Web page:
Chiming in late (just joined today), but I agree with the posters who see WW more as a lifestyle change and not a diet. To me, points are (or can be) like training wheels -- you use them for a while, and then eventually you can put them aside and go on your own. I haven't counted points in years, but I've kept off the majority of the weight I lost on the program because I finally learned to eat in a sane and healthy way -- keeping portion sizes in check, all things are fine in moderation, etc. (That said, the program's built-in accountability is a HUGE and helpful motivator.)
HappyKate HappyKate 9 years
I do WW and It is not really a diet to me. It is more of a simple way to know what is good and what is bad. The points to me are just a simplified way of knowing just how much damage is being done. Almost like counting calories. I love it and actually hate it when people ask me 'how the diet is going' because to me that implys reaching a goal and then quitting. It is way more than that and it is a great ad campaign! It is so much healthier than so many of fads too!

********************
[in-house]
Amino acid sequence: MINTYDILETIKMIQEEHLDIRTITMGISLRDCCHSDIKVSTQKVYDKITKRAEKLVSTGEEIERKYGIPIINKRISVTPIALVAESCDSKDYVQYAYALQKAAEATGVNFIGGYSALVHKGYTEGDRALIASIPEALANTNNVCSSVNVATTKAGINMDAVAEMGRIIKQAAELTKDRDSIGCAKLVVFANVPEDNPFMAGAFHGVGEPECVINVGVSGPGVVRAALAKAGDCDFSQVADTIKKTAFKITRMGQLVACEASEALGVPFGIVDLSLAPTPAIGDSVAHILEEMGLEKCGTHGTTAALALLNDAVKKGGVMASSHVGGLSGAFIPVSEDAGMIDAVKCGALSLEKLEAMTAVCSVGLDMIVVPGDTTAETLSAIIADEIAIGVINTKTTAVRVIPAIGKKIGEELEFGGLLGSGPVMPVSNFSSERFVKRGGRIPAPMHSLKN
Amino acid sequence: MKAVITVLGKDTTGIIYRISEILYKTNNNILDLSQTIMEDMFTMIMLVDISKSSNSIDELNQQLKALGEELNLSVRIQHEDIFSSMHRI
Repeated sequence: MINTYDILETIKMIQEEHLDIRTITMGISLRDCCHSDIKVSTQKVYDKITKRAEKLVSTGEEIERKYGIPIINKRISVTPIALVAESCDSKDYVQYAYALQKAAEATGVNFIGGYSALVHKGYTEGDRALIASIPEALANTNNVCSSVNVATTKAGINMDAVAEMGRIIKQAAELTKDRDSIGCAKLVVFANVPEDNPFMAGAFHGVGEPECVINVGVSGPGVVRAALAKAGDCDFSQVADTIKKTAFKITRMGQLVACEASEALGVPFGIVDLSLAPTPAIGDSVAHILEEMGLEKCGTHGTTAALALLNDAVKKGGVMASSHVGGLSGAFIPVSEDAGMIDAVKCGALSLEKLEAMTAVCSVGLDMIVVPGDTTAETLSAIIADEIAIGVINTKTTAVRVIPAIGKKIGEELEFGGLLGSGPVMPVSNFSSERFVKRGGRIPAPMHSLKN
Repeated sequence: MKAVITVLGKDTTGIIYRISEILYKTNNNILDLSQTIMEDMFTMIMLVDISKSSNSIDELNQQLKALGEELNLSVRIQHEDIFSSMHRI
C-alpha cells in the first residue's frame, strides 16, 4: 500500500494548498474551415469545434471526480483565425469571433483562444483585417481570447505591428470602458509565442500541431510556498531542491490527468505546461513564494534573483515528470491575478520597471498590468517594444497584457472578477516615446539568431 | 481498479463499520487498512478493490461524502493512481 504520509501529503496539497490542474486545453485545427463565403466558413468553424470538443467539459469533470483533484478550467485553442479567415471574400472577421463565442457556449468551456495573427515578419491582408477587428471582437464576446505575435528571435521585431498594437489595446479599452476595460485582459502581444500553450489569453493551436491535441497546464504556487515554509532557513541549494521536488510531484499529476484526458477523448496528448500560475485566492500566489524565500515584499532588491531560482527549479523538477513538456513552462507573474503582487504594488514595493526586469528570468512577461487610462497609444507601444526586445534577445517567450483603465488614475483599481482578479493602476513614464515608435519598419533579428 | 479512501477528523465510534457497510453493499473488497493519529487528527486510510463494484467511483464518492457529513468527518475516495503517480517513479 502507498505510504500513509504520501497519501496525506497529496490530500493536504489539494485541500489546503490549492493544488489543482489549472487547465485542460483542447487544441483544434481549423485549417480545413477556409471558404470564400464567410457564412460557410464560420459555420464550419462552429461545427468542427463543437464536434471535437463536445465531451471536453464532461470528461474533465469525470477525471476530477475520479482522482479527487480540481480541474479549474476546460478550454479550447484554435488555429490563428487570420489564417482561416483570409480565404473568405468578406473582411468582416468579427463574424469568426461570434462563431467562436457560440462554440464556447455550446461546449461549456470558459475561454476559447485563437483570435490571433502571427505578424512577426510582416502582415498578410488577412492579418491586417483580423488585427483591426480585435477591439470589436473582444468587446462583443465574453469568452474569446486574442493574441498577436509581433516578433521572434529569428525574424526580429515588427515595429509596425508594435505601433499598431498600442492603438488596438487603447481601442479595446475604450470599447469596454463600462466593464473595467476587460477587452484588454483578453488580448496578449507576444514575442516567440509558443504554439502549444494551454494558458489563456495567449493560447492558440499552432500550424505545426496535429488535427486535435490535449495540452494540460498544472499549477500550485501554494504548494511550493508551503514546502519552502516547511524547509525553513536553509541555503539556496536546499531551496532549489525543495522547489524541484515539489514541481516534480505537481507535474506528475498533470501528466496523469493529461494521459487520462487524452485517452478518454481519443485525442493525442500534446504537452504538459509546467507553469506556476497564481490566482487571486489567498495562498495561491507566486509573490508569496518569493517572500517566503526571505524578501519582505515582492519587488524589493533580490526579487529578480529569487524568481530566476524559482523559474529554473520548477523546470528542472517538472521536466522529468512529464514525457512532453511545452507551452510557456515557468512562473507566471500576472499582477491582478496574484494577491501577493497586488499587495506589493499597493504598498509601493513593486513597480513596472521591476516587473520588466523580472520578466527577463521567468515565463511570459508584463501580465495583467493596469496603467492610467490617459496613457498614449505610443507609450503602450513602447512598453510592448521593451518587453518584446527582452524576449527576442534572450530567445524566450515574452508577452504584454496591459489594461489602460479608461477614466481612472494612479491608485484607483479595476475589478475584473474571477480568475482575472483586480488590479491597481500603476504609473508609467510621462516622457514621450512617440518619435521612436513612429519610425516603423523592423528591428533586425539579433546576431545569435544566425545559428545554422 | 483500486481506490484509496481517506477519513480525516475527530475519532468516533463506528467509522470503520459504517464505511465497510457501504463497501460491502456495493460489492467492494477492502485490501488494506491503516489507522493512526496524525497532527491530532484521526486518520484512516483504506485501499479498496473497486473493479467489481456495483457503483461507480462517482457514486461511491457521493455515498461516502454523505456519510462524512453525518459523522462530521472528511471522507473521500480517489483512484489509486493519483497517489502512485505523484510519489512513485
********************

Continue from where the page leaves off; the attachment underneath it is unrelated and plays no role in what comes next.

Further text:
chibarosa chibarosa 9 years
I'm a WW lifetime member, and I see it as a way of living. WW helped me to develop a healthy outlook - not just about food but activity and emotional wellbeing and stress management and making healthy choices. So I agree with the ad campaign.
curvylibrarygal curvylibrarygal 9 years
I hate that ad campaign. It may be a "lifestyle change", which I agree with, but it's still a diet in that it restricts either what you eat or the amount you eat with the goal to lose weight. Weight Watchers is fine, and I am definitely trying to lose weight myself -- through the old lifestyle change -- but don't try to pretend that you're not the same as all the others. It's a marketing scheme, to me.
julieulie julieulie 9 years